Age Diversity: Bridging The Generational Gap: Solutions

In the previous posts, I discussed the Matures, continuing the sequence; we met the Baby BoomersGeneration X or GEN X, Generation Y or GEN Y, and challenges

All the Generations

This is the final post on Bridging the generational gap, knowing the challenges illuminates the way on what kind of solutions will help build a cooperative culture between the different generations and harvest on their strengths and skills rather than focusing on the negatives.

Advantages of a multi-generational workforce:

• Teams can gain an edge by utilizing their wealth of experience and talent of each generation. Older employees to learn to trust and leverage the younger ones’ skills.
• Understanding the key themes for each age group can build a base for understanding and can reduce stereotypes, prejudice and discrimination. Build active engagement
• Increased innovation and creativity by sharing experiences, ideas, skills and perspectives bringing new solutions and opportunities for a competitive edge
• Mentoring and reverse mentoring: To fill the gaps of experience in each generation, and avoid the old mistakes.
• The team can attract and retain talented people of all ages, being more flexible.
• The team can gain and keep greater market share because its members reflect a multi-generation market, and can meet needs of a diverse public.
• Decisions are stronger because they’re broad-based.

To build an inclusion culture:
• Know the demographics- externally and internally
• Demonstrate respect and recognition
• Open channels of communications and dialogue
• Participative problem solving and decision making
• Comprehensive leadership of all generations
• Build on strengths, understand and appreciate them
• Offer options
• Transfer knowledge from older generation to younger ones as they have a tendency to keep all their knowledge and experience in their heads

Solutions:
• Start with a generational audit to grasp your internal demographics
• Conduct Diversity and Leadership training workshops. The training will use sensitivity making younger employees aware and sensitive to older employees’ needs, strengths and potential contributions. Also give information to older employees to be more aware of their own actions that foster widening the gap; as well as offering solutions.
• Train managers and leaders on the ADEA Age Discrimination in Employment Act of 1967 – prohibiting discrimination of workers of 40 years or older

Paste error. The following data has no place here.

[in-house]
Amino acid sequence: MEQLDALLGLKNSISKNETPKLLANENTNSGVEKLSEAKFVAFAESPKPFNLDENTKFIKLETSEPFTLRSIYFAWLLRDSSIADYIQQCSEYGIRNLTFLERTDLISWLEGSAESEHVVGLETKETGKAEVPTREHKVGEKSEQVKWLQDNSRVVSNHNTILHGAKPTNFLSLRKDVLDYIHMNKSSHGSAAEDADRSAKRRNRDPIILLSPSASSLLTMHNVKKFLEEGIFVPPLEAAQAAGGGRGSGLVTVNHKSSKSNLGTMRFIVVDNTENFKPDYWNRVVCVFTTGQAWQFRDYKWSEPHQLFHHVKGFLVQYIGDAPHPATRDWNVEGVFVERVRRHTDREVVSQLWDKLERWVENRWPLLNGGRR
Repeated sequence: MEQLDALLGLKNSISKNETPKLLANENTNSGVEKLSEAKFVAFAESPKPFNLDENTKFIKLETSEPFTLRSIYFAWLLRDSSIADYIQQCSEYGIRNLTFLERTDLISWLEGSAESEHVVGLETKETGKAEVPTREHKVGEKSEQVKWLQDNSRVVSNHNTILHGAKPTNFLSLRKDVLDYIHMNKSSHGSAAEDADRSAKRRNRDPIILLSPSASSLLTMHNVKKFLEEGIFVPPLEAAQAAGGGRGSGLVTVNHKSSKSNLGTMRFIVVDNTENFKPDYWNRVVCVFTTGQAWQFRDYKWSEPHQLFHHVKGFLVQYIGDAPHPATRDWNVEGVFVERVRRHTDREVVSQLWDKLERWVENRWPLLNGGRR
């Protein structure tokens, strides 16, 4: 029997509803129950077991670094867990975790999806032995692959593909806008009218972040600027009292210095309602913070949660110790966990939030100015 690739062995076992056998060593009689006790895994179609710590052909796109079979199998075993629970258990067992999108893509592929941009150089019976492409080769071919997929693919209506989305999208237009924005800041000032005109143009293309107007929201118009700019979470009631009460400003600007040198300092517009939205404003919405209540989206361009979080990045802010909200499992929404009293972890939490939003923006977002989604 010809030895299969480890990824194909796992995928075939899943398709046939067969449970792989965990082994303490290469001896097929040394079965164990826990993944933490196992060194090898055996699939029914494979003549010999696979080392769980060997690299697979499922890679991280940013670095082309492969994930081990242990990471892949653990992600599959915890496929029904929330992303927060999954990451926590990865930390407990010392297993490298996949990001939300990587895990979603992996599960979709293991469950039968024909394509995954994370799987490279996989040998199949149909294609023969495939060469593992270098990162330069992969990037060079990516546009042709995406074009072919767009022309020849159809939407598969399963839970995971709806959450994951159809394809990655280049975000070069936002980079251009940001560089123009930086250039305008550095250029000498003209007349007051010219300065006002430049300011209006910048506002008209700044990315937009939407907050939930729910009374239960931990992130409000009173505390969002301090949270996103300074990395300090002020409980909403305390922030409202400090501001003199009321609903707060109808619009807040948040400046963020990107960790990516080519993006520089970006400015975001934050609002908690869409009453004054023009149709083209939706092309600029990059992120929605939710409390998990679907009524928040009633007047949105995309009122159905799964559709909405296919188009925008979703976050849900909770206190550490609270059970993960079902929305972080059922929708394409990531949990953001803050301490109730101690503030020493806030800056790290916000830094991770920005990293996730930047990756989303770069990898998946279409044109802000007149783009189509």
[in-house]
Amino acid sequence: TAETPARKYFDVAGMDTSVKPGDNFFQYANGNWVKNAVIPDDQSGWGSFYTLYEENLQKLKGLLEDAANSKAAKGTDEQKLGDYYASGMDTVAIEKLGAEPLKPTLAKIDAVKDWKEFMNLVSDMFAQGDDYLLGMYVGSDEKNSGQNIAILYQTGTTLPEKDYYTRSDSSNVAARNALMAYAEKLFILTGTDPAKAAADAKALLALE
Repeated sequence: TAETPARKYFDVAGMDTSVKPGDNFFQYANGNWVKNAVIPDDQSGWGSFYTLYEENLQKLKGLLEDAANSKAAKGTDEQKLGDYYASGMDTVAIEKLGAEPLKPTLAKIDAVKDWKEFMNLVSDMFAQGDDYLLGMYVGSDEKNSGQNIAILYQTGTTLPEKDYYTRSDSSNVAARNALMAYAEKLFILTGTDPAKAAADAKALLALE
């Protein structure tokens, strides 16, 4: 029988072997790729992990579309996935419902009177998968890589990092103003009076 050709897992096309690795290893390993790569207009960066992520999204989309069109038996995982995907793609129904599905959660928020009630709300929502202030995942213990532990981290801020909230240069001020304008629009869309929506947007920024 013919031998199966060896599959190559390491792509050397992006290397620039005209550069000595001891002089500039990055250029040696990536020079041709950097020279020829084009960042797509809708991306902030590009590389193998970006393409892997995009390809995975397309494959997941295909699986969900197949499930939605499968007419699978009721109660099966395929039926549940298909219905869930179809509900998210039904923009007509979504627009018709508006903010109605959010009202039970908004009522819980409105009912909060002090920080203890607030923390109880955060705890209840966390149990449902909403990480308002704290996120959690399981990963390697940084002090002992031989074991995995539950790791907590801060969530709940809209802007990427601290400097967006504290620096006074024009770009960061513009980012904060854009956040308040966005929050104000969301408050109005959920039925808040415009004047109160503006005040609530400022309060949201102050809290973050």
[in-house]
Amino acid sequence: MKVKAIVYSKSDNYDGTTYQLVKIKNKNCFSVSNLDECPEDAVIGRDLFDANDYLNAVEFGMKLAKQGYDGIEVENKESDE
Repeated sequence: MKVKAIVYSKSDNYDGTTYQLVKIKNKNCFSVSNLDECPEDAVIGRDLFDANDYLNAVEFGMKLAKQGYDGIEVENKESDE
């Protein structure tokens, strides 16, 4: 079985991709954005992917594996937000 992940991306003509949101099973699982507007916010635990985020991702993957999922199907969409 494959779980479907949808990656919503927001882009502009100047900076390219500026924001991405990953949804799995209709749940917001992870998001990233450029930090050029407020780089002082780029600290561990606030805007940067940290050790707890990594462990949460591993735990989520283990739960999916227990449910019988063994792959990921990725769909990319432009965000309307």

• Bring out the best in each employee, adapt to the styles and preferences of a multi-generational workforce and look through a generational filter to consider actions with employees.
• Host a Generational Awareness Week. Post photos that represent the generations. Include icons and popular expressions. Play music that is popular to each generation
• Write four versions—one for each generation—of an Employee Value Proposition, in a way to match each generation’s values, wants and needs.
• Review the benefits package; match them to appeal to each single generation.
• Design three rewards specific to each single generation.
• Review the makeup of the Board of Directors. To make sure they match the company’s DNA
• Learn about other generations beside yours. Ask questions, learn history, characters, motivation, and work preferences. Respect others.
• Ask employees from the 4 different generations about their ideal manager characters. Then, create profiles of four ideal managers—one for each generation. What do all the profiles have in common? Where do they differ? And think how to apply these findings
• Consider implementing inter-generational mentoring and generational employee-resource groups.

Case Studies:
Companies are aligning jobs with the shared values of employees:
• American Express is providing more job flexibility, allowing people to work where and how they want;
• CitiGroup’s Alternative Solutions Work program; which provides opportunities for social contribution
• Ernst and Young‘s Corporate Responsibly Fellows Program which has instituted progressive work policies that value multiple bottom lines including sustainability.
• Time Warner and Cisco which has instituted inter-generational mentoring.
• Deloitte created a platform like Facebook D-Street to communicate with their GEN Y.
• Kaiser Permanente built an internal networking site called KP IdeaBook, an interactive site where employees can create detailed professional profiles, find and connect with colleagues via search and browsing capabilities, establish groups and provide status updates on work projects

Age is a diversity issue, the melting pot theory is not applicable anymore as melting everything down, gets everything mixed together into a mass of gray mud. The different groups lose their uniqueness. Everything becomes homogenous and loses the variety of perspectives. Potential goes untapped. So I rather look at diversity is a big bowl of salad with different color vegetable, each retaining its nutrition and flavor; that we can mix and match and choose our own dressing to match our tastes i.e. goals.

It is not singing “Kumbaya” but rather understanding and respecting our similarities and differences and putting them to work for us rather than against us.

Posts related to the discussion: MaturesBoomersGEN XGen Y and the Challenges.

Diversity starts at home

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2 thoughts on “Age Diversity: Bridging The Generational Gap: Solutions

  1. Pingback: Leon Gettler: Managing a multi-generational workplace | Management Buzz

  2. Pingback: Tweets that mention Bridging The Generational Gap: Solutions « Saharconsulting's Blog -- Topsy.com

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